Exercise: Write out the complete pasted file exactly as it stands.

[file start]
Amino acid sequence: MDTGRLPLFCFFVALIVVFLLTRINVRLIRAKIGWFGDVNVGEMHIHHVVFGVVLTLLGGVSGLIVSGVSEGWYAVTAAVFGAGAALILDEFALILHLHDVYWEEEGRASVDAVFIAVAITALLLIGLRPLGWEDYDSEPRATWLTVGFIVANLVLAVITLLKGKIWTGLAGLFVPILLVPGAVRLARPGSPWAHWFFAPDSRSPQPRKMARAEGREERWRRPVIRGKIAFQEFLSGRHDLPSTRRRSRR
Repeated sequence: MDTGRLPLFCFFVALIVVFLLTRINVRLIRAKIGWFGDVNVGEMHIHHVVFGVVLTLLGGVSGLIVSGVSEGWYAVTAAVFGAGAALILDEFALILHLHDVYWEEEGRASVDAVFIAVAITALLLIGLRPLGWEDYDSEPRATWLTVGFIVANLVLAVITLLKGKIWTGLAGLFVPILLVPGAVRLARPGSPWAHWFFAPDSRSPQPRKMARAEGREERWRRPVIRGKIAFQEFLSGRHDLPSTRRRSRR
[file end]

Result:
Amino acid sequence: MDTGRLPLFCFFVALIVVFLLTRINVRLIRAKIGWFGDVNVGEMHIHHVVFGVVLTLLGGVSGLIVSGVSEGWYAVTAAVFGAGAALILDEFALILHLHDVYWEEEGRASVDAVFIAVAITALLLIGLRPLGWEDYDSEPRATWLTVGFIVANLVLAVITLLKGKIWTGLAGLFVPILLVPGAVRLARPGSPWAHWFFAPDSRSPQPRKMARAEGREERWRRPVIRGKIAFQEFLSGRHDLPSTRRRSRR
Repeated sequence: MDTGRLPLFCFFVALIVVFLLTRINVRLIRAKIGWFGDVNVGEMHIHHVVFGVVLTLLGGVSGLIVSGVSEGWYAVTAAVFGAGAALILDEFALILHLHDVYWEEEGRASVDAVFIAVAITALLLIGLRPLGWEDYDSEPRATWLTVGFIVANLVLAVITLLKGKIWTGLAGLFVPILLVPGAVRLARPGSPWAHWFFAPDSRSPQPRKMARAEGREERWRRPVIRGKIAFQEFLSGRHDLPSTRRRSRR